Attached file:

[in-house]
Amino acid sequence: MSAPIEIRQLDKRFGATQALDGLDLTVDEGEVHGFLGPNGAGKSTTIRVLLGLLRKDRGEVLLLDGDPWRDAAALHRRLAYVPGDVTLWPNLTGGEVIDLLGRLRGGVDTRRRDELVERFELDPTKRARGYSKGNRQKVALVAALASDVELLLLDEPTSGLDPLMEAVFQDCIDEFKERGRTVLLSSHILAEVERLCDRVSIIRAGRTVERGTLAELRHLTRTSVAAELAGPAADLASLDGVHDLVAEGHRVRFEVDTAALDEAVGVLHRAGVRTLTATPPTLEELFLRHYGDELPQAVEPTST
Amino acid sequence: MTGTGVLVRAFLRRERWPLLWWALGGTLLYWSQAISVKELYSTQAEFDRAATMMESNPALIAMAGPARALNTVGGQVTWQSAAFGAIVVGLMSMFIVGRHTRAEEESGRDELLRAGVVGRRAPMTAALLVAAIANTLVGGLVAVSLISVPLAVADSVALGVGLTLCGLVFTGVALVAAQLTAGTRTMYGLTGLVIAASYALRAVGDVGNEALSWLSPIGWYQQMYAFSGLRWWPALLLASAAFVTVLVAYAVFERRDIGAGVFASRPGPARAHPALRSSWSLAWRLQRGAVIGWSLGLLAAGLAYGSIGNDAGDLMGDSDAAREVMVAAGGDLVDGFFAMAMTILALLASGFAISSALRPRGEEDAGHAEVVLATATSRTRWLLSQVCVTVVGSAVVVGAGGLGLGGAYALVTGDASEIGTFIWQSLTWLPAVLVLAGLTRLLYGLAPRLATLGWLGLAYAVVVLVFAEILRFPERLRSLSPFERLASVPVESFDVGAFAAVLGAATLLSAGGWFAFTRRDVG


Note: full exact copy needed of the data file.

[in-house]
Amino acid sequence: MSAPIEIRQLDKRFGATQALDGLDLTVDEGEVHGFLGPNGAGKSTTIRVLLGLLRKDRGEVLLLDGDPWRDAAALHRRLAYVPGDVTLWPNLTGGEVIDLLGRLRGGVDTRRRDELVERFELDPTKRARGYSKGNRQKVALVAALASDVELLLLDEPTSGLDPLMEAVFQDCIDEFKERGRTVLLSSHILAEVERLCDRVSIIRAGRTVERGTLAELRHLTRTSVAAELAGPAADLASLDGVHDLVAEGHRVRFEVDTAALDEAVGVLHRAGVRTLTATPPTLEELFLRHYGDELPQAVEPTST
Amino acid sequence: MTGTGVLVRAFLRRERWPLLWWALGGTLLYWSQAISVKELYSTQAEFDRAATMMESNPALIAMAGPARALNTVGGQVTWQSAAFGAIVVGLMSMFIVGRHTRAEEESGRDELLRAGVVGRRAPMTAALLVAAIANTLVGGLVAVSLISVPLAVADSVALGVGLTLCGLVFTGVALVAAQLTAGTRTMYGLTGLVIAASYALRAVGDVGNEALSWLSPIGWYQQMYAFSGLRWWPALLLASAAFVTVLVAYAVFERRDIGAGVFASRPGPARAHPALRSSWSLAWRLQRGAVIGWSLGLLAAGLAYGSIGNDAGDLMGDSDAAREVMVAAGGDLVDGFFAMAMTILALLASGFAISSALRPRGEEDAGHAEVVLATATSRTRWLLSQVCVTVVGSAVVVGAGGLGLGGAYALVTGDASEIGTFIWQSLTWLPAVLVLAGLTRLLYGLAPRLATLGWLGLAYAVVVLVFAEILRFPERLRSLSPFERLASVPVESFDVGAFAAVLGAATLLSAGGWFAFTRRDVG